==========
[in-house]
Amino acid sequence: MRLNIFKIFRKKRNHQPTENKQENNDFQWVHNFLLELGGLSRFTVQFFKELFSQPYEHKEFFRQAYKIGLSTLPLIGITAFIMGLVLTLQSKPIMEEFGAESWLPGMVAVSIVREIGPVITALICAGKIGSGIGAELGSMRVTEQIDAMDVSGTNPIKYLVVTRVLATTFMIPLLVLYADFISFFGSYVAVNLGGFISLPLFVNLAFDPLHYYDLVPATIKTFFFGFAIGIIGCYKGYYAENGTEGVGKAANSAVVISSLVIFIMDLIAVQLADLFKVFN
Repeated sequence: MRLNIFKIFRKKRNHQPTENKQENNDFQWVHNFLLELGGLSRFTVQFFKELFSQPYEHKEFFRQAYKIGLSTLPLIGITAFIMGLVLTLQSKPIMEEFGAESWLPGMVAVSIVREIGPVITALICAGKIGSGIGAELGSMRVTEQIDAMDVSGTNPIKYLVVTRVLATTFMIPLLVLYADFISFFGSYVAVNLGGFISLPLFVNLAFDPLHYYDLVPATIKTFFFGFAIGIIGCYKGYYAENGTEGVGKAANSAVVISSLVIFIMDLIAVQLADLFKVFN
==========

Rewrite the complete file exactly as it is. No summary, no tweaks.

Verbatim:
[in-house]
Amino acid sequence: MRLNIFKIFRKKRNHQPTENKQENNDFQWVHNFLLELGGLSRFTVQFFKELFSQPYEHKEFFRQAYKIGLSTLPLIGITAFIMGLVLTLQSKPIMEEFGAESWLPGMVAVSIVREIGPVITALICAGKIGSGIGAELGSMRVTEQIDAMDVSGTNPIKYLVVTRVLATTFMIPLLVLYADFISFFGSYVAVNLGGFISLPLFVNLAFDPLHYYDLVPATIKTFFFGFAIGIIGCYKGYYAENGTEGVGKAANSAVVISSLVIFIMDLIAVQLADLFKVFN
Repeated sequence: MRLNIFKIFRKKRNHQPTENKQENNDFQWVHNFLLELGGLSRFTVQFFKELFSQPYEHKEFFRQAYKIGLSTLPLIGITAFIMGLVLTLQSKPIMEEFGAESWLPGMVAVSIVREIGPVITALICAGKIGSGIGAELGSMRVTEQIDAMDVSGTNPIKYLVVTRVLATTFMIPLLVLYADFISFFGSYVAVNLGGFISLPLFVNLAFDPLHYYDLVPATIKTFFFGFAIGIIGCYKGYYAENGTEGVGKAANSAVVISSLVIFIMDLIAVQLADLFKVFN